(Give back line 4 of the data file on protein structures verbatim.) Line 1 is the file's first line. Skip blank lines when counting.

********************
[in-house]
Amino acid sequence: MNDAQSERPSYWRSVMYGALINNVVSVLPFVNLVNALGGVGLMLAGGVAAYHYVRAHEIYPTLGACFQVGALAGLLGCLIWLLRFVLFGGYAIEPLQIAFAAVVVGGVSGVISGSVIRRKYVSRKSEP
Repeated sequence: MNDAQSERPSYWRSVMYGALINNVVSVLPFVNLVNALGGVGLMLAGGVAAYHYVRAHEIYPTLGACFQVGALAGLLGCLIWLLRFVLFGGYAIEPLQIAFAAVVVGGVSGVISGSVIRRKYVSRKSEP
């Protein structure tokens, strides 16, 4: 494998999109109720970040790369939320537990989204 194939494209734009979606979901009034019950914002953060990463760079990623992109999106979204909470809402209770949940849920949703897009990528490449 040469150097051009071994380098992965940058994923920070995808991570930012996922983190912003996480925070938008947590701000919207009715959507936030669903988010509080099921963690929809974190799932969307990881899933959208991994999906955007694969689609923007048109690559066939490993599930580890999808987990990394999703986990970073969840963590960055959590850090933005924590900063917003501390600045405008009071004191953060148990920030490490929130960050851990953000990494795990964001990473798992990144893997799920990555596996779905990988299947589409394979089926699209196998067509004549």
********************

């Protein structure tokens, strides 16, 4: 494998999109109720970040790369939320537990989204 194939494209734009979606979901009034019950914002953060990463760079990623992109999106979204909470809402209770949940849920949703897009990528490449 040469150097051009071994380098992965940058994923920070995808991570930012996922983190912003996480925070938008947590701000919207009715959507936030669903988010509080099921963690929809974190799932969307990881899933959208991994999906955007694969689609923007048109690559066939490993599930580890999808987990990394999703986990970073969840963590960055959590850090933005924590900063917003501390600045405008009071004191953060148990920030490490929130960050851990953000990494795990964001990473798992990144893997799920990555596996779905990988299947589409394979089926699209196998067509004549």